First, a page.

I recently had a conversation with my kids around what the MERs mutual funds charge and also what sales commission is charged when you buy or sell an equity (I use equity and stock interchangeably). Mutual funds charge from 1% to 3%. The norm being around 1.8% whether you make money or not in any given year. Investment strategies for many consumers never considers these costs. However over the years, the approach you take can add considerable costs to your plan.
Trading directly in equities (stocks) with a firm like Edward Jones result in high trading fees compared to other online no service trading accounts with the banks etc. Over the life of your RRSP savings, a significant amount of money could be saved and reinvested. Consumers can make even more money by using discount traders and staying away from mutual funds. So why not invest directly in equities instead of mutual funds? The devil is in the details.
My own personal strategy is to use Edward Jones to bounce ideas off of and for them to keep me abreast of changing legislation that could impact me. There have been two major ones over the past 15 years which has saved me quite a bit of money. The amount I pay Edward Jones for MER and trading fees has been well worth it. If I was trading more often then using a discount broker is definitely the way to go.
These are some of the rules that I try to follow with regards to my investment strategy.
- Set goals related to when you want to retire. focus on how much you will need to maintain the standard of living that you want to have when you retire. Your income will come from pensions, CPP, OAS, and Savings. Life will throw curve balls at you so you need to be prepared for whatever comes your way.
- Your investment advisor works for you and should provide you with guidance however only you understand your investment goals and direction and requirements over your lifetime. You need to pay attention and learn as much as you can to make well informed decisions, just like your job.
- Treat investing like a project as part of your job. Apply the same approach to investing that you would to do your job. This means you need to pay attention all the time to your investments. Set a time twice a year to do a full review. Are you meeting your goals?
- Diversify your investments between high-risk, moderately conservative and ultra-conservative. Your investments should be roughly 10% high risk 85% moderately conservative and the rest in cash or money market waiting for opportunities.
- Always diversify your investments across industries, banking, energy, communications, goods and services.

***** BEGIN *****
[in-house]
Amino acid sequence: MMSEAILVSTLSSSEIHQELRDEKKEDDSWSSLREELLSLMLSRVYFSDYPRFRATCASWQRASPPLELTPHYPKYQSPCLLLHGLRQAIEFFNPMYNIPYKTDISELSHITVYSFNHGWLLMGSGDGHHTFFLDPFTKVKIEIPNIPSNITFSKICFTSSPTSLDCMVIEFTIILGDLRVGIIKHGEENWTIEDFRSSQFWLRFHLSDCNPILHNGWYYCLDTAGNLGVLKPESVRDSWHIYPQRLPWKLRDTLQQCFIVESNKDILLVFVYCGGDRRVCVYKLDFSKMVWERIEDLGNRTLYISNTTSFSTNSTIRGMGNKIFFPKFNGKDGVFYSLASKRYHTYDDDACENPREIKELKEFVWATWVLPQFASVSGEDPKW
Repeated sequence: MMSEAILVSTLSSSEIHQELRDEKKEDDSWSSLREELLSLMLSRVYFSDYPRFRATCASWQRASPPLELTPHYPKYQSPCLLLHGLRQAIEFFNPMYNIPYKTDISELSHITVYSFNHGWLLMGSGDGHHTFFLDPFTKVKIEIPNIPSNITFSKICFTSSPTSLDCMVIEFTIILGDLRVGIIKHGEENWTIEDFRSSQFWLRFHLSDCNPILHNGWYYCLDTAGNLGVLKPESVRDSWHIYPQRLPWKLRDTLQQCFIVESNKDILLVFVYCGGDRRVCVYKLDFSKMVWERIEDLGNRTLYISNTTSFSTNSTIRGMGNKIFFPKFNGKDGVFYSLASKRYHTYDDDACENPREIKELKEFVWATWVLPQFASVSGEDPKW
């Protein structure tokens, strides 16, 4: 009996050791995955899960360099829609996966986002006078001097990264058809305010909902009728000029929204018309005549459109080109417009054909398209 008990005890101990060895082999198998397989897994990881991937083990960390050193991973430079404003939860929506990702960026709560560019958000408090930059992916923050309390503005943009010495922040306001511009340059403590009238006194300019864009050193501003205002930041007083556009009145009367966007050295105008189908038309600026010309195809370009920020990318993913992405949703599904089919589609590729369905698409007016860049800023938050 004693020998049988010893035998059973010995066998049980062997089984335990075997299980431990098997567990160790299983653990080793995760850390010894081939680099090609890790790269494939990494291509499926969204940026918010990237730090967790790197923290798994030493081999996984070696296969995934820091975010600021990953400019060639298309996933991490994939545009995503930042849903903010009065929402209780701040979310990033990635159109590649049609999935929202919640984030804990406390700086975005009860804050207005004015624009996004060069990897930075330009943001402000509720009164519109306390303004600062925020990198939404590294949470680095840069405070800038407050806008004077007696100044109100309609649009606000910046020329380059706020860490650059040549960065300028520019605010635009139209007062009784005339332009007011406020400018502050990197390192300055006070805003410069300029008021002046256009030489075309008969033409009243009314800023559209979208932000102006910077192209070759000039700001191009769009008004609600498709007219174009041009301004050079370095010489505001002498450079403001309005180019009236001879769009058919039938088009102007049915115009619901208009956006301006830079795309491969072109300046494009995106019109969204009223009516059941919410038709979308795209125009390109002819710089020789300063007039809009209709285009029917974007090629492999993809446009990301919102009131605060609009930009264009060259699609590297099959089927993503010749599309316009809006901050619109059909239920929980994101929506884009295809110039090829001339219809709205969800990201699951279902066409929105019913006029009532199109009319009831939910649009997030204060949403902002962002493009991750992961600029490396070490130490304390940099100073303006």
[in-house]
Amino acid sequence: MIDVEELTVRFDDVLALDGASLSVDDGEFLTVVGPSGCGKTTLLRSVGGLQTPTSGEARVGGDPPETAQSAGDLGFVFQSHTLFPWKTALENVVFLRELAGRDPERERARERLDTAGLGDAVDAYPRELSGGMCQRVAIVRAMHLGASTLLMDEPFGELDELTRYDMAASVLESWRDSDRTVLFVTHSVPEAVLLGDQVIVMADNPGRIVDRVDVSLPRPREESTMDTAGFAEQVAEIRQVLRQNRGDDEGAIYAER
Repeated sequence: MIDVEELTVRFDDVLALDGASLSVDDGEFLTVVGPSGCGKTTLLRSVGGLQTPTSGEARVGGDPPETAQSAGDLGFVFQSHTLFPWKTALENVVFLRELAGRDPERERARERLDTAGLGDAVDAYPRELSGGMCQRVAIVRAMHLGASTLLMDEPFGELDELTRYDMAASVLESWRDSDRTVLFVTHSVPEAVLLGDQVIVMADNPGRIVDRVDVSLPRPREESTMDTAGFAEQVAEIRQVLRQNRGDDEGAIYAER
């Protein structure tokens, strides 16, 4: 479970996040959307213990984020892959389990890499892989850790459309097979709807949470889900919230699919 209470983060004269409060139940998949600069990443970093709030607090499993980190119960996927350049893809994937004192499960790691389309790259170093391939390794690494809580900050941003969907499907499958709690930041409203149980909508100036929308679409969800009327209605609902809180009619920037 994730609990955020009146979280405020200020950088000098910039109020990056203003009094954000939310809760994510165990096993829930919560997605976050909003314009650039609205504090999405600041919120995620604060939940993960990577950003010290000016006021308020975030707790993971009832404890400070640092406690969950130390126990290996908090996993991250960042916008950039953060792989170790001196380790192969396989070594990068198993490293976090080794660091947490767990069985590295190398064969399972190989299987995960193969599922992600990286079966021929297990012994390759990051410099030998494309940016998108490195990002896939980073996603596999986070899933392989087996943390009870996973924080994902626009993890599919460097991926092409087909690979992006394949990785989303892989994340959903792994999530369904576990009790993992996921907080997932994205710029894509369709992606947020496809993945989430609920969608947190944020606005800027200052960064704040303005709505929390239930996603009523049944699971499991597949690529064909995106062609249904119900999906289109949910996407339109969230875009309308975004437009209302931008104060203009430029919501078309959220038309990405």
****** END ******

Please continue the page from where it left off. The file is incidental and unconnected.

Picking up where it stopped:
More Strategic Ideas
- Invest in high-quality stocks for equities, that are paying regular dividends, and have a history of increasing their dividends at regular intervals.
- Minimize trades to minimize costs for trading commissions, only rebalance when absolutely necessary.
- Mutual funds should be part of your plan but only 10 to 15% of your total investment strategy. Although you are paying MER, investing in a dividend-focused mutual fund gives you additional diversification.
- Many people use the DRIP approach, dividend reinvestment plan, offered by many companies to avoid paying advisor fees when they buy stock. This is a great way to increase your investment in the quality stocks that your own, without additional advisor fees.
- If you invest in high-risk stocks, that appreciate considerably, lock in profits by selling a minimum of 50% of the shares you own. High-risk stocks can go up and down very quickly. Remember until you sell you have not locked in any profits or losses.
- The stock market goes through minor corrections of 10% every year. Be prepared to ride out these volatile situations, since history has shown the stock market will appreciate 10% and more after a correction within six months. Major corrections such as 20 to 25%, for example 2008 and 2009, take longer to correct. You only lose money if you sell at a loss, the market corrected itself and has more than doubled since 2008.
Summary – Investment strategies
With this strategy in mind, utilize your investment advisor as a consultant. They can help you adjust your investment strategy over the years. They will try to get you to make trades to rebalance your investments etc. But if you’re comfortable with your strategy there should be no need to sell and trade equities very often.
If you follow this approach, the commission you pay on mutual funds will be minimal. The trading costs associated with trading through someone like Edward Jones or another full-service investment company will also be minimal.